The HBCU Oasis at UCI: Center for Black Cultures, Resources & Research
By Dianne Anderson
Knowing the numerous variations of blackness, of skin tones, of ideology and backgrounds, Dr. Adisa Ajamu set out to make a home away from home at UCI that, in some ways, resembles his alma mater.
Probably the most important thing that his HBCU provided was a safe space for students to be loved on, supported and nurtured.
“I did my Ph.D. at Howard University, and my goal was to see how close can we come to an HBCU experience at UCI?” he laughs.
No small feat considering only about 1,500 Black students are on campus. It was a stretch.
He wanted stronger programming to offset the challenges and crises that students were sure to confront in classrooms and dorms.
From the start in 2016, his culturally-based approach addressed the whole person, mentally, spiritually, physically and financially. Some Black students could be dealing with anti-Blackness, others with food insecurity.
Black students comprise 3% of the student population.
“There’s only so much you can do to insulate them, but we say this is the place that when you get roughed up, come home,” said Dr. Adisa Ajamu, founding director of the Center for Black Cultures, Resources & Research.
Many programs at the center are run directly by the students, some are majoring in applied innovation, STEM fields, health, biological sciences. One student leads economic development, another finds scholarships and internships for students. Anyone interested can tap entrepreneur skills.
Helping students in surrounding schools access their resources is also part of their mission. They also provide mentorship programs at two high schools in Long Beach (Wilson and Cabrillo).
All students leave the program with practical skills, and their resume is strong. They know how to make a budget, they write grants, develop, design and implement programs, evaluation and assessment.
The physical hub is as impressive with a 55-inch big screen, and all streaming media. Students can hang out or study in the library area. He said the university was generous to provide an atrium and lounge. Macbooks and laptops are available as loaners.
During his early years, Dr. Thomas Parham, past director of the counseling center was his mentor and inspiration. Together they have written two books, and often talked about the need for the center. When the opportunity opened he was in Atlanta, but decided, under Dr. Parham’s urging, to throw his hat in the ring.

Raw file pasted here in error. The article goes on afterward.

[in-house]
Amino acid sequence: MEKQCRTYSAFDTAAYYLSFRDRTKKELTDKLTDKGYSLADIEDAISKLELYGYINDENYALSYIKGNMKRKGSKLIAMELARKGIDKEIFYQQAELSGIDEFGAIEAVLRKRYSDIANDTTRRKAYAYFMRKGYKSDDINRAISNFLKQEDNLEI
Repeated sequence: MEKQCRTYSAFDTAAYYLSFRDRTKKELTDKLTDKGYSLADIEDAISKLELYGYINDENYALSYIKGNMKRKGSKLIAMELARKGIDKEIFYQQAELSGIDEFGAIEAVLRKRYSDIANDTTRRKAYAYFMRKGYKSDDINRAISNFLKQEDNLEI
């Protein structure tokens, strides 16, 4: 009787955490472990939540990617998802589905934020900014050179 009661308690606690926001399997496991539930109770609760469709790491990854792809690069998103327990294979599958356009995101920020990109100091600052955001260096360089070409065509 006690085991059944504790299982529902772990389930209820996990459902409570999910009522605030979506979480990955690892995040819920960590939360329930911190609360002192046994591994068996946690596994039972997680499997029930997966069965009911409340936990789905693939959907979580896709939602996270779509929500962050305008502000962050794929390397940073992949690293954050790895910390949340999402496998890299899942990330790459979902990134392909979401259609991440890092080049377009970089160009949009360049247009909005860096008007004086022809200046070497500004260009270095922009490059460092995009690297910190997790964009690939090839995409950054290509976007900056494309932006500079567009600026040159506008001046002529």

Ajamu said the Black cultural center came about as a result of student protests in 2014.
“A lot of students who had graduated by the time the center came online said ‘I wish we would have fought for this sooner because we could have used this,’” he said.
Now help is for the asking.
Stress-related issues have been edging up in the last four years, but with a two-fold effect, he adds.
“It has exacerbated tensions on campus, and also made Black students value their blackness more. The other side of the coin is you have Black students that don’t feel they are treated right around white folks, but they aren’t comfortable around Black folks,” he said.
Dr. Ajamu, who holds his Ph.D. in psychology, said the Inland Empire is probably the largest feed of Black students to campus, followed by Oakland, Long Beach and Los Angeles.
For the Inland area, he said a lot of parents moved from Los Angeles, but somehow the kids missed out on cultural awareness, probably an under-awareness of the black experience stemming from their school experience.
Despite the disconnect, he adheres to a no-bullying and no barriers policy at the center for any students that identify as Black.
“We didn’t want to create a litmus test, it’s wherever you were at. Part of the center is that you don’t want those students coming from the IE and have folks from the neighborhood say you ain’t Black, why you here? It’s a double insult,” he said.
Mental health help has gone up significantly through the pandemic. He is working more these days than before.
“Some of it is that the family gets on your nerves, and then there is suicide ideation or severe depression. In those instances, we refer them to the counseling center, the center is usually the point of first contact,” he said.
In developing the concept for the center, he said that he wanted it to be up front and center for students and parents, and to help ease the jitters of social isolation.
“The idea was that all initial points of contact in coming to campus would be to see someone Black,” he said. “You sit down and talk to the parents and say, hey look, your baby is going to be taken care of here.”
To learn more about the center, see https://blackcultures.uci.edu/resourcesservices/Services.php